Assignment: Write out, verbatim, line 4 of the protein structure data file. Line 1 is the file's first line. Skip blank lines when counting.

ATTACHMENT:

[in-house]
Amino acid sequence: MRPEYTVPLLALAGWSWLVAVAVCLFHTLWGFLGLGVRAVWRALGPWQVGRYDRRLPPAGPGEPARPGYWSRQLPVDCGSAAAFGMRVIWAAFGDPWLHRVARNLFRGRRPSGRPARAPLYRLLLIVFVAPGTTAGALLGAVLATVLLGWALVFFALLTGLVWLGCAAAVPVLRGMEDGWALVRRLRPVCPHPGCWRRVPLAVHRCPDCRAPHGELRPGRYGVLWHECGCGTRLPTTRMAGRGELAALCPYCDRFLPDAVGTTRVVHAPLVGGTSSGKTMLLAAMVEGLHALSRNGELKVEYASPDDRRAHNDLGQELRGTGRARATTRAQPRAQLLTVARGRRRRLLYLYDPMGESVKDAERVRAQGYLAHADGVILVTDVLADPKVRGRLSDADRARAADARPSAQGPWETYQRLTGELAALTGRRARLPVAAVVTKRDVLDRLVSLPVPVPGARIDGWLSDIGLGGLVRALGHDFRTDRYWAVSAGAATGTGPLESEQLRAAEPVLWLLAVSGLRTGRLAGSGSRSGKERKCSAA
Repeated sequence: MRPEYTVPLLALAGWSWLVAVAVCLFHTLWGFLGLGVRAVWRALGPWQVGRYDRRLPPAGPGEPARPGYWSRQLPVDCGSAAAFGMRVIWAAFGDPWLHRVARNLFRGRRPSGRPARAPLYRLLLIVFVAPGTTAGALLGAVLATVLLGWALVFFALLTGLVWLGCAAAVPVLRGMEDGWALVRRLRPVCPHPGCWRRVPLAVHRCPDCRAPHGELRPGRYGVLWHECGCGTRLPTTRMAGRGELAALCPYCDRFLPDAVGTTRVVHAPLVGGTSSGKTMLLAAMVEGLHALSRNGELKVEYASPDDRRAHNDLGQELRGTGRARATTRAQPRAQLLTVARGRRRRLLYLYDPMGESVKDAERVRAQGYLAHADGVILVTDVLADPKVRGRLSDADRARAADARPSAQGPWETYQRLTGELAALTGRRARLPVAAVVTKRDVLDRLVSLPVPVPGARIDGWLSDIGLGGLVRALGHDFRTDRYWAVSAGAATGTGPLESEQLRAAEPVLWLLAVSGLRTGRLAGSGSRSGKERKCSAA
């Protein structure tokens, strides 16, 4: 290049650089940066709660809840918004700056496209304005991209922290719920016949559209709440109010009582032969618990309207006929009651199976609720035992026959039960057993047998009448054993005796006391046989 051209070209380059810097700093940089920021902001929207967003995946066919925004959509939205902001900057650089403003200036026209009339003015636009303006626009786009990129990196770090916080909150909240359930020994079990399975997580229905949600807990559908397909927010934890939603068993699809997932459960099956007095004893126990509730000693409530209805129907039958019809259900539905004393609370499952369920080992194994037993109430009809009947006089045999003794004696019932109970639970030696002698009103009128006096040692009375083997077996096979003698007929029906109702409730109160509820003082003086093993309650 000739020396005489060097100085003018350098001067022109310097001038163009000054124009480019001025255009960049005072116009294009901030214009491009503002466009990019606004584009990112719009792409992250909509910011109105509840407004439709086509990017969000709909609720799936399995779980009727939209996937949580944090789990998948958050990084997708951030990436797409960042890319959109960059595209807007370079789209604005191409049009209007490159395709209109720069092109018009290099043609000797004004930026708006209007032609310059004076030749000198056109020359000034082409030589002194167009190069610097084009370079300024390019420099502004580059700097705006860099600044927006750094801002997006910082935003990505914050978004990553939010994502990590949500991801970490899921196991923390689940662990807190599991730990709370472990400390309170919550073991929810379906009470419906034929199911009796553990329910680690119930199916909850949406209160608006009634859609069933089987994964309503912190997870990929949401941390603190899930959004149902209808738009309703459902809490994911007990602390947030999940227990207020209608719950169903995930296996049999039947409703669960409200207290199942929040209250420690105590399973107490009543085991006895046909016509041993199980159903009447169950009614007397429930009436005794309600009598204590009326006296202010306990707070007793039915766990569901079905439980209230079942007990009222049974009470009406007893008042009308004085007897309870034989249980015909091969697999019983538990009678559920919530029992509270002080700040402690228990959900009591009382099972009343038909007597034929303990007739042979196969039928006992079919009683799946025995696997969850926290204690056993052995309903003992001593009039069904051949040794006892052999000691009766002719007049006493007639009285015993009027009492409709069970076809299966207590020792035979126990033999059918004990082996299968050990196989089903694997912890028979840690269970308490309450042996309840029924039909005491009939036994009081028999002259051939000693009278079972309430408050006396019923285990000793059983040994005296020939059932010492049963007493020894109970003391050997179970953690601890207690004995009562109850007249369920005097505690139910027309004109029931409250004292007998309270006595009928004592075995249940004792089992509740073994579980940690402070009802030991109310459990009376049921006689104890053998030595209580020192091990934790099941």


């Protein structure tokens, strides 16, 4: 290049650089940066709660809840918004700056496209304005991209922290719920016949559209709440109010009582032969618990309207006929009651199976609720035992026959039960057993047998009448054993005796006391046989 051209070209380059810097700093940089920021902001929207967003995946066919925004959509939205902001900057650089403003200036026209009339003015636009303006626009786009990129990196770090916080909150909240359930020994079990399975997580229905949600807990559908397909927010934890939603068993699809997932459960099956007095004893126990509730000693409530209805129907039958019809259900539905004393609370499952369920080992194994037993109430009809009947006089045999003794004696019932109970639970030696002698009103009128006096040692009375083997077996096979003698007929029906109702409730109160509820003082003086093993309650 000739020396005489060097100085003018350098001067022109310097001038163009000054124009480019001025255009960049005072116009294009901030214009491009503002466009990019606004584009990112719009792409992250909509910011109105509840407004439709086509990017969000709909609720799936399995779980009727939209996937949580944090789990998948958050990084997708951030990436797409960042890319959109960059595209807007370079789209604005191409049009209007490159395709209109720069092109018009290099043609000797004004930026708006209007032609310059004076030749000198056109020359000034082409030589002194167009190069610097084009370079300024390019420099502004580059700097705006860099600044927006750094801002997006910082935003990505914050978004990553939010994502990590949500991801970490899921196991923390689940662990807190599991730990709370472990400390309170919550073991929810379906009470419906034929199911009796553990329910680690119930199916909850949406209160608006009634859609069933089987994964309503912190997870990929949401941390603190899930959004149902209808738009309703459902809490994911007990602390947030999940227990207020209608719950169903995930296996049999039947409703669960409200207290199942929040209250420690105590399973107490009543085991006895046909016509041993199980159903009447169950009614007397429930009436005794309600009598204590009326006296202010306990707070007793039915766990569901079905439980209230079942007990009222049974009470009406007893008042009308004085007897309870034989249980015909091969697999019983538990009678559920919530029992509270002080700040402690228990959900009591009382099972009343038909007597034929303990007739042979196969039928006992079919009683799946025995696997969850926290204690056993052995309903003992001593009039069904051949040794006892052999000691009766002719007049006493007639009285015993009027009492409709069970076809299966207590020792035979126990033999059918004990082996299968050990196989089903694997912890028979840690269970308490309450042996309840029924039909005491009939036994009081028999002259051939000693009278079972309430408050006396019923285990000793059983040994005296020939059932010492049963007493020894109970003391050997179970953690601890207690004995009562109850007249369920005097505690139910027309004109029931409250004292007998309270006595009928004592075995249940004792089992509740073994579980940690402070009802030991109310459990009376049921006689104890053998030595209580020192091990934790099941």